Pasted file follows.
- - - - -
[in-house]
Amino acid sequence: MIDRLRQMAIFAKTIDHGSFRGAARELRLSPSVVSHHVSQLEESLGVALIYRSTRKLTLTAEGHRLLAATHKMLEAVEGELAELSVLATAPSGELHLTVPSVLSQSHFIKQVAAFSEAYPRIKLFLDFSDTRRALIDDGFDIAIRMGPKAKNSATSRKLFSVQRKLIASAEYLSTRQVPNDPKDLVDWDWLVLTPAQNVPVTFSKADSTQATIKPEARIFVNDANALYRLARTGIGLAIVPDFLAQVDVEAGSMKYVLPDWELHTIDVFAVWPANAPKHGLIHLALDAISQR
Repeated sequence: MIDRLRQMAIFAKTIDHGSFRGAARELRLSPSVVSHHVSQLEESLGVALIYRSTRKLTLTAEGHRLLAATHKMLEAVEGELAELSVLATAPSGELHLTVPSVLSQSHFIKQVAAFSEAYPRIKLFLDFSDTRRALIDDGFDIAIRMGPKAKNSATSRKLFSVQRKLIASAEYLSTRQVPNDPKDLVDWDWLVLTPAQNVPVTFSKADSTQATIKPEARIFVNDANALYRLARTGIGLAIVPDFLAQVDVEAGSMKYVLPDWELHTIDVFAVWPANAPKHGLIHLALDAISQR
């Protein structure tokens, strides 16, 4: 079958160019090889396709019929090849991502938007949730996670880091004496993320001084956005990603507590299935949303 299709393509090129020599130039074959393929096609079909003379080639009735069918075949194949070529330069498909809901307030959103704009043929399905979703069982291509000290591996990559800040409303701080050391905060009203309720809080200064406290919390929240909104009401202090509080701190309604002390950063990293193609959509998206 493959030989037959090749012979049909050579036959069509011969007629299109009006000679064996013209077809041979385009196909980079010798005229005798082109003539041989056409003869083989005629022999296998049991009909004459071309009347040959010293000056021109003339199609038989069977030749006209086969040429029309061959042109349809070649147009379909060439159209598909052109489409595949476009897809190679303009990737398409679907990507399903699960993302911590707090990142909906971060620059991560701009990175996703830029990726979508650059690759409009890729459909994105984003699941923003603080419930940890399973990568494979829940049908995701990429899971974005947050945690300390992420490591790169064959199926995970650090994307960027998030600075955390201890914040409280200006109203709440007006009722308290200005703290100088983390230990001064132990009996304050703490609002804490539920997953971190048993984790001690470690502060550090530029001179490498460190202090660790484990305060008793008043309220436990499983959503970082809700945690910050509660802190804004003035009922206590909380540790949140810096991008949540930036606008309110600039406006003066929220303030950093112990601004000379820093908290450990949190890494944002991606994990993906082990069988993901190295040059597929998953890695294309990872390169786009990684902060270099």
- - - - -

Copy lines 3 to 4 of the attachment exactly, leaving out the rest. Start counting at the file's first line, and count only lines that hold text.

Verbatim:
Repeated sequence: MIDRLRQMAIFAKTIDHGSFRGAARELRLSPSVVSHHVSQLEESLGVALIYRSTRKLTLTAEGHRLLAATHKMLEAVEGELAELSVLATAPSGELHLTVPSVLSQSHFIKQVAAFSEAYPRIKLFLDFSDTRRALIDDGFDIAIRMGPKAKNSATSRKLFSVQRKLIASAEYLSTRQVPNDPKDLVDWDWLVLTPAQNVPVTFSKADSTQATIKPEARIFVNDANALYRLARTGIGLAIVPDFLAQVDVEAGSMKYVLPDWELHTIDVFAVWPANAPKHGLIHLALDAISQR
């Protein structure tokens, strides 16, 4: 079958160019090889396709019929090849991502938007949730996670880091004496993320001084956005990603507590299935949303 299709393509090129020599130039074959393929096609079909003379080639009735069918075949194949070529330069498909809901307030959103704009043929399905979703069982291509000290591996990559800040409303701080050391905060009203309720809080200064406290919390929240909104009401202090509080701190309604002390950063990293193609959509998206 493959030989037959090749012979049909050579036959069509011969007629299109009006000679064996013209077809041979385009196909980079010798005229005798082109003539041989056409003869083989005629022999296998049991009909004459071309009347040959010293000056021109003339199609038989069977030749006209086969040429029309061959042109349809070649147009379909060439159209598909052109489409595949476009897809190679303009990737398409679907990507399903699960993302911590707090990142909906971060620059991560701009990175996703830029990726979508650059690759409009890729459909994105984003699941923003603080419930940890399973990568494979829940049908995701990429899971974005947050945690300390992420490591790169064959199926995970650090994307960027998030600075955390201890914040409280200006109203709440007006009722308290200005703290100088983390230990001064132990009996304050703490609002804490539920997953971190048993984790001690470690502060550090530029001179490498460190202090660790484990305060008793008043309220436990499983959503970082809700945690910050509660802190804004003035009922206590909380540790949140810096991008949540930036606008309110600039406006003066929220303030950093112990601004000379820093908290450990949190890494944002991606994990993906082990069988993901190295040059597929998953890695294309990872390169786009990684902060270099």